All political eyes are trained on the state of Alabama today for a special Senate election.
The Irish-American former chief strategist to President Donald Trump, Steve Bannon, well summed up today’s election, describing it as "a national election".
Speaking at a rally for the Republican candidate Judge Roy Moore, Bannon said "it is the Trump miracle versus the nullification project".
(He regularly accuses "the left" of trying to "nullify" the 2016 election result, equating it to the Nullification Crisis that President Andrew Jackson faced in 1832. Both Bannon and Trump are fans of Jackson, viewing him as the original populist president.)
Ultimately in the case of the importance of this election, Bannon is right. It is "a national election" of sorts.
The whole country - or at least the part still engaged by what is going on in the White House and in Washington - is tuned to Alabama.
Polling shows the Democratic candidate, Doug Jones, is in with a chance of winning, in a state where Donald Trump got almost twice as many votes as his Democratic rival Hillary Clinton last year.
Republicans will be hoping that "Trump miracle" dust will be spread liberally across the state as voters go to the polls.
But why does it matter so much?
At any other time, a special election in the majority Republican state of Alabama in mid-December for a Senate seat vacated by a party member who went on to become the Attorney General and sit in the president’s cabinet would be a done deal.
But we're not in "any other time".
We're in a time of great change, when all political rule books were ripped up, burned or thrown out in late 2015 and throughout 2016.
This time it's different for a few reasons. Firstly, despite holding all three links in the lawmaking chain of power (the House of Representatives, the Senate and the White House), the Republican party has struggled to pass any laws through Congress.
They hold only a narrow majority in the Senate, just 52 seats, and on several occasions it's their own party members who have caused legislation to fail (don't mention the Repealing Obamacare war).
Currently the GOP can only afford to lose four of their own at any time, relying then on the deciding vote of the vice president.
If they lose the seat held by Jeff Sessions tonight, they will only be able to lose two of their own, before the vice president would have to cast the deciding vote.
With John McCain and others almost running an opposition party within the party, that is an incredibly shaky majority.
On the other hand, a win for the Democrats tonight would represent an astonishing victory.
Not only does it help shore up the majority, but it would bolster confidence in a party that still does not look to be on any sort of strong footing heading into next year's mid-term elections, let alone the 2020 presidential contest.
It would also underline for party operatives that the victories in the Virginia down-ballot races last month were not an aberration.
And to do so in such a Republican stronghold, one where a Democrat has not won a state or gubernatorial contest for 20 years would be remarkable.
But Democrats would be wrong to read too much into a prospective victory, or into the close race.
It is not necessarily a case that they are doing so well, but rather that the Republican Roy Moore is doing so badly.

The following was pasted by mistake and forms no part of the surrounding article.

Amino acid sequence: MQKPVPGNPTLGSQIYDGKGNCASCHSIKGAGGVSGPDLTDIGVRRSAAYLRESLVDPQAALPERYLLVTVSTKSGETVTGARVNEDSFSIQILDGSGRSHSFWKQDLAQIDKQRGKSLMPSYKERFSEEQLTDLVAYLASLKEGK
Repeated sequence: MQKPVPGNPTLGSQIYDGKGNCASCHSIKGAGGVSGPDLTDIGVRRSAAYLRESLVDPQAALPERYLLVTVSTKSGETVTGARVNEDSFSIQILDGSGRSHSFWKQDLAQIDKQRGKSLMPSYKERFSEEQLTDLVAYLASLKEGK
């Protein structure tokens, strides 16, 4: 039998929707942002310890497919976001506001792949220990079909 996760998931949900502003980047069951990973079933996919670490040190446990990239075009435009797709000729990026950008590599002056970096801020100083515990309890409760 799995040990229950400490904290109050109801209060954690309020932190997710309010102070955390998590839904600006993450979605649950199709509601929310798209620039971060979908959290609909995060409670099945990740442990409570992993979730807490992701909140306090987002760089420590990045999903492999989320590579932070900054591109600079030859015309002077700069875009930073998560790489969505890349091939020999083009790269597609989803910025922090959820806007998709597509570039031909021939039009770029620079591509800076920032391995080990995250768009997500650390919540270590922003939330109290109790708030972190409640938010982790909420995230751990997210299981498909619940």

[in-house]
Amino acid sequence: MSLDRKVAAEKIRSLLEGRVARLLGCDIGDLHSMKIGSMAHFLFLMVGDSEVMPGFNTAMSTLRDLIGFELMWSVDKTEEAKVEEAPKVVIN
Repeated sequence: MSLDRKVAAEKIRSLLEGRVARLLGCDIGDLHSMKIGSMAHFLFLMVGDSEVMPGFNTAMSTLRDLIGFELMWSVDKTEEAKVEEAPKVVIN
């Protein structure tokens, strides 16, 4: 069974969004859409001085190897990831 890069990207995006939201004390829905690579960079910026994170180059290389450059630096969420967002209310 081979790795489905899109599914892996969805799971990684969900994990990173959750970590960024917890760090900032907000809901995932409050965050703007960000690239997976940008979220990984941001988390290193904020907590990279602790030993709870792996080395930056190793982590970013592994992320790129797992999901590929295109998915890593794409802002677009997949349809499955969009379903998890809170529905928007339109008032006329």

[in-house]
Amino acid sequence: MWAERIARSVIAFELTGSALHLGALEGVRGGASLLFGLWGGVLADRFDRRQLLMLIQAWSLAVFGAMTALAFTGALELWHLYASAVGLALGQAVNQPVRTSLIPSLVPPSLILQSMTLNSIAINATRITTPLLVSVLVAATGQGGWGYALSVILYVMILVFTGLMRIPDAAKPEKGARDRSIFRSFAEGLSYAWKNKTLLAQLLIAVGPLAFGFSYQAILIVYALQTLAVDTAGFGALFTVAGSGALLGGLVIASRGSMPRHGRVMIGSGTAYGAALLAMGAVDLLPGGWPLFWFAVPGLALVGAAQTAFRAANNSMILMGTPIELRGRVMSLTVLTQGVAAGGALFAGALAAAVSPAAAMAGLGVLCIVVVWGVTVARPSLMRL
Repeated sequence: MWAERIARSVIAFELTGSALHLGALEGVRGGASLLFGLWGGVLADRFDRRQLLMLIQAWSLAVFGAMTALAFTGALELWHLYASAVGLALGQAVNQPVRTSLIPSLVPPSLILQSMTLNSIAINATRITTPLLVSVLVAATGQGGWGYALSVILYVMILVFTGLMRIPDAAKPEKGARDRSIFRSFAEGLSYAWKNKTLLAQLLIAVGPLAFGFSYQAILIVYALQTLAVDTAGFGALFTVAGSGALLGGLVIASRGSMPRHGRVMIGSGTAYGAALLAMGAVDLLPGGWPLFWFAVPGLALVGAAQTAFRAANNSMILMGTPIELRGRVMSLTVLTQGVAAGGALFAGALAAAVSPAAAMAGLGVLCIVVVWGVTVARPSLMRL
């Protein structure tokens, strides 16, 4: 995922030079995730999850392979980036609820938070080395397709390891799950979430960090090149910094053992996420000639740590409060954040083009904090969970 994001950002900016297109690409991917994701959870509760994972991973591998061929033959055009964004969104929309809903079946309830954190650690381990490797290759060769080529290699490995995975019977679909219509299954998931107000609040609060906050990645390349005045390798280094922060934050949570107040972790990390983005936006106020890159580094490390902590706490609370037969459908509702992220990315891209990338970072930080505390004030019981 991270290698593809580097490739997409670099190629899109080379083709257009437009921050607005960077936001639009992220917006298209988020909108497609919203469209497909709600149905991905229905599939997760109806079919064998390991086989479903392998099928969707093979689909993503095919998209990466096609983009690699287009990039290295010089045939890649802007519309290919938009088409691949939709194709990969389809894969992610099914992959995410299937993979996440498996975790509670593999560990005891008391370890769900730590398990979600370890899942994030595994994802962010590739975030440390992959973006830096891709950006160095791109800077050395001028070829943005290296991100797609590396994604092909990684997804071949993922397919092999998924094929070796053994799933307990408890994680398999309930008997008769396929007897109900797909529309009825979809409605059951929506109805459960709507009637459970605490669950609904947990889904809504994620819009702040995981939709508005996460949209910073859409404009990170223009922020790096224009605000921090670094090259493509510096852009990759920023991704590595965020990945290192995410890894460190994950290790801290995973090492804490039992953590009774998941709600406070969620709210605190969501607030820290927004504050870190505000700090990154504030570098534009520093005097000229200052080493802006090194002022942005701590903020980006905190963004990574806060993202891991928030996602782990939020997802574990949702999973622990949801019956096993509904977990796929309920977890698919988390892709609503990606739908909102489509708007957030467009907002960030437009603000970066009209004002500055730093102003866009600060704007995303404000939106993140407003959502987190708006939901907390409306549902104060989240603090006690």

He's been dogged by multiple allegations that he pursued teenage girls while he was in his 30s, and working in the district attorney's office. In one case it is alleged that one of the girls was only 14 years old.
Judge Moore rejects these allegations entirely, and questioned at a rally last night why these accusers were making such public statements now, about events that happened decades ago.
Senior party members in Alabama, including sitting Senator Richard Selby and former Republican Secretary of State Condoleezza Rice have urged fellow Republicans not to back Moore.
If he does win, that would also be a remarkable victory under the circumstances.
Moore is a former Alabama Supreme Court judge. Doug Jones is a former US attorney.
In a state which attracted national attention during the civil rights movement, Jones helped prosecute and convict two members of the Ku Klux Klan responsible for the 1963 bombing of the 16th Street Baptist Church in Birmingham, which killed four young girls.
President Trump had initially endorsed the other Republican candidate in the primary contest Luther Strange, only backing Moore last Friday.
The sexual misconduct allegations relating to Moore, and to others in all walks of public life recently, have coincided with a resurgence of the allegations made by 16 women against the president ahead of the 2016 election.
The women have made a documentary and are currently on a press tour promoting it.
Some 50 Democratic lawmakers have written to the chair and ranking member of the House Committee on Oversight and Government Reform asking them to open a congressional investigation into the allegations against the president.
The US Ambassador to the UN Nikki Haley said on Sunday that the women "deserved to be heard".
Asked about it at the White House press briefing yesterday, Press Secretary Sarah Huckabee Sanders said the president rejected the allegations, but in any event, she said the voters knew about them going into last year's election, and voted for him anyway.
The Republican party, and Judge Roy Moore, will be hoping a similar logic applies to the voters of Alabama today; that there will be a desire for what Steve Bannon calls the "Trump Miracle".
Polls close at 1am Irish time tomorrow morning. Follow @caitrionaperry for updates through the night.